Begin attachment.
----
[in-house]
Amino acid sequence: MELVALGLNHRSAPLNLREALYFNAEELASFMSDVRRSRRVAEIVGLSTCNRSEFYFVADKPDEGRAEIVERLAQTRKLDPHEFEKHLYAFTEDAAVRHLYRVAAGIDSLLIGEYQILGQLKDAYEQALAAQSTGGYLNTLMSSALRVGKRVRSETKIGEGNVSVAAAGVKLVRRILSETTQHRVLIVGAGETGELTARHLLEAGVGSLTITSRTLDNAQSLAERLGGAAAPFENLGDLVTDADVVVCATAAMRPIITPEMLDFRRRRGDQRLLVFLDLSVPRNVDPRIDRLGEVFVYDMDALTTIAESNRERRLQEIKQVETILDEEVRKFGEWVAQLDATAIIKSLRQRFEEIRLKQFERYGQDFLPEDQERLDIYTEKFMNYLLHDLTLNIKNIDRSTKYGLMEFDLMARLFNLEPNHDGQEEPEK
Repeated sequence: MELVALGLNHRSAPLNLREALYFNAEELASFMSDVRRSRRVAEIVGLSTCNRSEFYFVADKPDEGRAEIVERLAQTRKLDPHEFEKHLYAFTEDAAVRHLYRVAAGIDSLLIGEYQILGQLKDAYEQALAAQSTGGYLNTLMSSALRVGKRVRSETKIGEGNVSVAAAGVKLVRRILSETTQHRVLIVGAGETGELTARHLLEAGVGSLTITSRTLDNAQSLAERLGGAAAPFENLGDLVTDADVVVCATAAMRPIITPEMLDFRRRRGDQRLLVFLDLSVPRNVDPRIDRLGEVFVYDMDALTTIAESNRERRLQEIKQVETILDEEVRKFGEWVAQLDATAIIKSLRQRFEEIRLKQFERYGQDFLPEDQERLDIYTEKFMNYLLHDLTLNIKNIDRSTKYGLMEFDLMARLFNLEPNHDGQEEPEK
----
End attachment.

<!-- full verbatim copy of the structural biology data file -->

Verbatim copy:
[in-house]
Amino acid sequence: MELVALGLNHRSAPLNLREALYFNAEELASFMSDVRRSRRVAEIVGLSTCNRSEFYFVADKPDEGRAEIVERLAQTRKLDPHEFEKHLYAFTEDAAVRHLYRVAAGIDSLLIGEYQILGQLKDAYEQALAAQSTGGYLNTLMSSALRVGKRVRSETKIGEGNVSVAAAGVKLVRRILSETTQHRVLIVGAGETGELTARHLLEAGVGSLTITSRTLDNAQSLAERLGGAAAPFENLGDLVTDADVVVCATAAMRPIITPEMLDFRRRRGDQRLLVFLDLSVPRNVDPRIDRLGEVFVYDMDALTTIAESNRERRLQEIKQVETILDEEVRKFGEWVAQLDATAIIKSLRQRFEEIRLKQFERYGQDFLPEDQERLDIYTEKFMNYLLHDLTLNIKNIDRSTKYGLMEFDLMARLFNLEPNHDGQEEPEK
Repeated sequence: MELVALGLNHRSAPLNLREALYFNAEELASFMSDVRRSRRVAEIVGLSTCNRSEFYFVADKPDEGRAEIVERLAQTRKLDPHEFEKHLYAFTEDAAVRHLYRVAAGIDSLLIGEYQILGQLKDAYEQALAAQSTGGYLNTLMSSALRVGKRVRSETKIGEGNVSVAAAGVKLVRRILSETTQHRVLIVGAGETGELTARHLLEAGVGSLTITSRTLDNAQSLAERLGGAAAPFENLGDLVTDADVVVCATAAMRPIITPEMLDFRRRRGDQRLLVFLDLSVPRNVDPRIDRLGEVFVYDMDALTTIAESNRERRLQEIKQVETILDEEVRKFGEWVAQLDATAIIKSLRQRFEEIRLKQFERYGQDFLPEDQERLDIYTEKFMNYLLHDLTLNIKNIDRSTKYGLMEFDLMARLFNLEPNHDGQEEPEK